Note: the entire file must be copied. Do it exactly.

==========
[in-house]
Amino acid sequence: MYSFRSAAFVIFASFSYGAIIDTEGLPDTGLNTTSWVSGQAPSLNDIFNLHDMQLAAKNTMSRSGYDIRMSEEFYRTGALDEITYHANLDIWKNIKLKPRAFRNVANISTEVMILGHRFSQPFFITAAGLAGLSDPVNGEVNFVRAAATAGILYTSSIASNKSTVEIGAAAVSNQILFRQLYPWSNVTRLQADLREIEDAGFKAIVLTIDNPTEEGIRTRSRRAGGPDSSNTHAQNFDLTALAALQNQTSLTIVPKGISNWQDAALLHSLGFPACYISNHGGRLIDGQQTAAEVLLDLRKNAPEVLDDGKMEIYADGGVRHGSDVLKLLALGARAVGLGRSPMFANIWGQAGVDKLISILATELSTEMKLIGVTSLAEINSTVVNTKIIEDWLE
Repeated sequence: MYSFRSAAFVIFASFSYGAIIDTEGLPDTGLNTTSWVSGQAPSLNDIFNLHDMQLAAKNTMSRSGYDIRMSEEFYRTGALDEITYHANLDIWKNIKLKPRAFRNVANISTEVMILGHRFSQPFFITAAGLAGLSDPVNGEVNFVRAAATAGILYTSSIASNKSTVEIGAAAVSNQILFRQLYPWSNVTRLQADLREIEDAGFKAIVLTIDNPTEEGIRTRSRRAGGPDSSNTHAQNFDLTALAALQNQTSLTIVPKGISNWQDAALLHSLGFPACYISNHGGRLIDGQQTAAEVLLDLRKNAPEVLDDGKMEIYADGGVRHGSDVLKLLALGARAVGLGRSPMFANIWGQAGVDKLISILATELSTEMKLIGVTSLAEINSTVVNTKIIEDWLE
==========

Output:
[in-house]
Amino acid sequence: MYSFRSAAFVIFASFSYGAIIDTEGLPDTGLNTTSWVSGQAPSLNDIFNLHDMQLAAKNTMSRSGYDIRMSEEFYRTGALDEITYHANLDIWKNIKLKPRAFRNVANISTEVMILGHRFSQPFFITAAGLAGLSDPVNGEVNFVRAAATAGILYTSSIASNKSTVEIGAAAVSNQILFRQLYPWSNVTRLQADLREIEDAGFKAIVLTIDNPTEEGIRTRSRRAGGPDSSNTHAQNFDLTALAALQNQTSLTIVPKGISNWQDAALLHSLGFPACYISNHGGRLIDGQQTAAEVLLDLRKNAPEVLDDGKMEIYADGGVRHGSDVLKLLALGARAVGLGRSPMFANIWGQAGVDKLISILATELSTEMKLIGVTSLAEINSTVVNTKIIEDWLE
Repeated sequence: MYSFRSAAFVIFASFSYGAIIDTEGLPDTGLNTTSWVSGQAPSLNDIFNLHDMQLAAKNTMSRSGYDIRMSEEFYRTGALDEITYHANLDIWKNIKLKPRAFRNVANISTEVMILGHRFSQPFFITAAGLAGLSDPVNGEVNFVRAAATAGILYTSSIASNKSTVEIGAAAVSNQILFRQLYPWSNVTRLQADLREIEDAGFKAIVLTIDNPTEEGIRTRSRRAGGPDSSNTHAQNFDLTALAALQNQTSLTIVPKGISNWQDAALLHSLGFPACYISNHGGRLIDGQQTAAEVLLDLRKNAPEVLDDGKMEIYADGGVRHGSDVLKLLALGARAVGLGRSPMFANIWGQAGVDKLISILATELSTEMKLIGVTSLAEINSTVVNTKIIEDWLE